A small Waiheke security company has rubbed shoulders with the giants of the industry at the annual New Zealand Security Association awards – and come out on top.

For Waiheke Documents and Security, Justin Moroney’s win as operations manager of the year is an endorsement that clients and colleagues have been quick to applaud.

Justin, 27, grew up on the island and launched the company just three years ago, handpicking staff from his high school and rugby league playing days.

He is delighted to win the award “because we were up against some really big companies. All the big names were there so it was quite cool – a small team from Waiheke beating out the big guys with 2000 or 3000 employees.”

The firm was nominated for the awards by Gloria McGirr, a trainer who was impressed by the company’s emphasis on training and paying staff well.

“Justin understands more than most how hard it is for families in low paid jobs to keep body and soul together. They have integrity and they take [training] really seriously.”

Justin started working in security when he left school, on the door of the old Skinny Sardine in Oneroa “and it just snowballed from there.”

“All our staff buy into what we are doing,” Justin says. “We train our staff well above the minimum so they are able to pass NCEA levels without going back to school.

“We also pay our staff a living wage which is not very common in the security industry.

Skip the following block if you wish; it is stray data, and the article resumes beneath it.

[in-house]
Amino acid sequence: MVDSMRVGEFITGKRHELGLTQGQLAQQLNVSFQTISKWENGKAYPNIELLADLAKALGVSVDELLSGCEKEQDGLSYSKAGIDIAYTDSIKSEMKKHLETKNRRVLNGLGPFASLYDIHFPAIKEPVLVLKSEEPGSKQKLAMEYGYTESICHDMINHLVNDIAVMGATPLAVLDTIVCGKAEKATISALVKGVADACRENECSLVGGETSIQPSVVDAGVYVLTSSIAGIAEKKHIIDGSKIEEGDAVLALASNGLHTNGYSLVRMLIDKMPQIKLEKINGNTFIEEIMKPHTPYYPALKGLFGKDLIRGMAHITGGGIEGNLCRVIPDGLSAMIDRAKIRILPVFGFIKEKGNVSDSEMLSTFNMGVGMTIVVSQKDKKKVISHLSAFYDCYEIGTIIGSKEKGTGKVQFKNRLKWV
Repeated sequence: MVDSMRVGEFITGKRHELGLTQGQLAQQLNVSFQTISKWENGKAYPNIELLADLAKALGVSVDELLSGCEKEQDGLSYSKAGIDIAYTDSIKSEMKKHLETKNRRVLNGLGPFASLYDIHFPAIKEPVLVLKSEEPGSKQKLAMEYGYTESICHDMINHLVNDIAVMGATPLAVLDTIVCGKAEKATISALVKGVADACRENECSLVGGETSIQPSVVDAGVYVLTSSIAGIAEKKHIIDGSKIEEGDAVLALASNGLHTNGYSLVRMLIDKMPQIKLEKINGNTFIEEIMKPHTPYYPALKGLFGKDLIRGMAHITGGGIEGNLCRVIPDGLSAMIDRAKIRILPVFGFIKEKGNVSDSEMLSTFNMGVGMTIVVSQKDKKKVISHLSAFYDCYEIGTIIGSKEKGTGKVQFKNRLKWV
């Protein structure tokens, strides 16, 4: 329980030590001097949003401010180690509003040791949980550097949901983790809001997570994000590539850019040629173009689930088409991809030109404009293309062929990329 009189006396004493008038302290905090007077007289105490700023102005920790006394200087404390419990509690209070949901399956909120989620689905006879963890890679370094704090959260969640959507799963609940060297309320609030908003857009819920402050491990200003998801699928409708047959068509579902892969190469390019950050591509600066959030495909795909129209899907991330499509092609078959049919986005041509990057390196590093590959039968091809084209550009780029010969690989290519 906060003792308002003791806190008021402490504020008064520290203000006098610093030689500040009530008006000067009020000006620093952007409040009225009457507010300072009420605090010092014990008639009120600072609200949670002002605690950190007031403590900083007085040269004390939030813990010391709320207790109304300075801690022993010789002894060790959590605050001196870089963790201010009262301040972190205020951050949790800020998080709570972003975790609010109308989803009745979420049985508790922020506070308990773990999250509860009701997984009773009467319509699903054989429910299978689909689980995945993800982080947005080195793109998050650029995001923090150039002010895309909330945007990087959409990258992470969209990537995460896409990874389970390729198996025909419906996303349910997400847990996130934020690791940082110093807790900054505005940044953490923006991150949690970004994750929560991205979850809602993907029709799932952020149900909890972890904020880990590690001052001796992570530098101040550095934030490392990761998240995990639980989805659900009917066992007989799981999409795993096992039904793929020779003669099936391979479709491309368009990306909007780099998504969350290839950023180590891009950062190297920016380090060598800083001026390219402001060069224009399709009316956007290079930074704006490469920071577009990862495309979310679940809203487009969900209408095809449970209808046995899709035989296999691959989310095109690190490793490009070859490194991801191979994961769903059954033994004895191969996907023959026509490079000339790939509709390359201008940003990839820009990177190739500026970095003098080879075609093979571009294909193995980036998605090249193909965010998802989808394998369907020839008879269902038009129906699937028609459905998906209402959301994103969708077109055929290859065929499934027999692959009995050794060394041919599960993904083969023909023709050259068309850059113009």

“I want to help them not only financially but by giving them practical skills such as getting their full driver’s licence.”

Alex Mansell of Gulf Foods was a client who liked what he saw and became Justin’s business partner. “When he saw I was struggling with the paperwork he offered to come on board.”

Charity events on the island have also benefited from the firm’s community-minded approach.

“We are pretty passionate about community – we like going over and above what a typical security company would do.”

Justin’s father Tim was a policeman for 28 years and became Waiheke’s police sergeant. He now works at Placemakers but Justin is keen to lure him into the business. “His experience is invaluable – he’s my ‘phone-a-friend’ when I need an answer.”

The recognition is likely to lead to further business opportunities allowing Justin and Alex to employ more locals.
• Geoff Cumming